Self-service safe deposit lockers are robotised systems which bring a bank customer's deposit box from the vault to a terminal in a secure room.
The customer identifies themselves via the terminal and opens the box using a personal key. When the customer has finished, the box is returned to the vault by the robot.
Here are the 7 main reasons why self-service SDLs are being favoured over conventional walk-in vaults.
1. Staff involvement
Whereas a conventional walk-in vault with SDLs requires a customer to be accompanied by a member of staff, self-service systems need no involvement from bank personnel.
Resources can be allocated instead to other areas of the business.
2. Service availability
Self-service SDLs are available to bank customers at any time of the day.
Customers access their lockers via a secure room in the bank lobby using their personal ID and since no staff are required to be present, the service can be made available outside of normal opening hours.
3. Use of space
Conventional safe deposit locker services require a vault with enough space for customers to move around in and open their boxes.
The vaults used for self-service SDLs pack the same number of lockers into a much smaller area with only minimal extra space needed for the robot to move up and down the columns to pick the right box.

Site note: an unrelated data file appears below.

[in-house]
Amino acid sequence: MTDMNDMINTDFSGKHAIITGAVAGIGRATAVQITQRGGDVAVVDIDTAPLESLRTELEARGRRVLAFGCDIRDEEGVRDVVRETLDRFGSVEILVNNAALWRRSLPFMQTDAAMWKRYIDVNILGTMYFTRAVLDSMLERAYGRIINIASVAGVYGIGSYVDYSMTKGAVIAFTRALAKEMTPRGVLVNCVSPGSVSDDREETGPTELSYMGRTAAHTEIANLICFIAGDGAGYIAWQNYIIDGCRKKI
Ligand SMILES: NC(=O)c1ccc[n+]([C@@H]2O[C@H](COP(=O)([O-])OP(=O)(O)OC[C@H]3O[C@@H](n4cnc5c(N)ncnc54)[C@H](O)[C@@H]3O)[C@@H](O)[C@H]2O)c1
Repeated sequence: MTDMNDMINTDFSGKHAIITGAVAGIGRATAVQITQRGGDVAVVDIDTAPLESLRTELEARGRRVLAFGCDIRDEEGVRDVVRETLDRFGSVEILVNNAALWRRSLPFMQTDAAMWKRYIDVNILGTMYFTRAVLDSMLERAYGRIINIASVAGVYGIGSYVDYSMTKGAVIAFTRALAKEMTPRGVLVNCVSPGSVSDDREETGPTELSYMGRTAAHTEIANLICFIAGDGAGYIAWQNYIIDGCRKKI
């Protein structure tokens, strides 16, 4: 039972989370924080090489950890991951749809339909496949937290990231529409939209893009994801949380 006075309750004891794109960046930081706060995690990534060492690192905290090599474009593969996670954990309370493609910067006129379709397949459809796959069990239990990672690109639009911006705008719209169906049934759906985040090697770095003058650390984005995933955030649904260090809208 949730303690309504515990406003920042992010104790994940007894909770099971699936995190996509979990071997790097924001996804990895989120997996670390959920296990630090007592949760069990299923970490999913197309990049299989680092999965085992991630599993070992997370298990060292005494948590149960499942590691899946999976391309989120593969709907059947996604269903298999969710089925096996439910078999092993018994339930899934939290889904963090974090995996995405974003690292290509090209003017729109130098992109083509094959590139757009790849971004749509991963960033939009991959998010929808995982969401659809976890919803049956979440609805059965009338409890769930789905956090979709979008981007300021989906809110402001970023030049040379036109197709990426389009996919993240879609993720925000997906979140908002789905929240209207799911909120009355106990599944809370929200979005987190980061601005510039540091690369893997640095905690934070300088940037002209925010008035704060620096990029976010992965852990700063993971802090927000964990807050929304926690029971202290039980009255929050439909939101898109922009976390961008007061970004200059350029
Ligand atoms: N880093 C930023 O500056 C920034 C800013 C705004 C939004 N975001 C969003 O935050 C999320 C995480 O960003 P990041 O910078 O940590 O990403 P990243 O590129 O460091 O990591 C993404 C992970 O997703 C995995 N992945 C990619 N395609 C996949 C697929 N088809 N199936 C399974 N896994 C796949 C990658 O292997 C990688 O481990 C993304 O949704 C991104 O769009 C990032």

The location of the vault is also entirely flexible. Banks can place it out of the way on a cheaper basement level and the robotised system will still deliver deposit boxes to a ground level terminal.
4. Potential to drive revenue
As well as cost reductions derived from better resource allocation and saving on premium office space, the 24-hour availability of self-service SDLs means a bank can charge a higher locker rental fee.
Furthermore, such an innovative service tends to attract a broader customer base and with more lockers per metre cubed, the return on investment is greater than conventional SDLs.
5. Security levels
Self-service safe deposit lockers incorporate several levels of security.
Customers must first provide identification to enter the secure room where they access their locker. Once at the self-service terminal, the customer must then verify their identity again through a combination of PIN and biometric information, such as a fingerprint. Finally, the customer uses a personal key to open their deposit box.
Combined with CCTV monitoring of the secure room and access control tracking who has entered the room and when, a high level of security is maintained.
Smaller self-service units integrate the lockers in a secure enclosure directly behind the customer terminal.
The advantage for banks is being able to take the whole system with them if they relocate.
7. Back-Office Administration
An automated safe deposit locker system reduces the workload for bank staff when it comes to back-office administration with easier locker management and quicker client registration.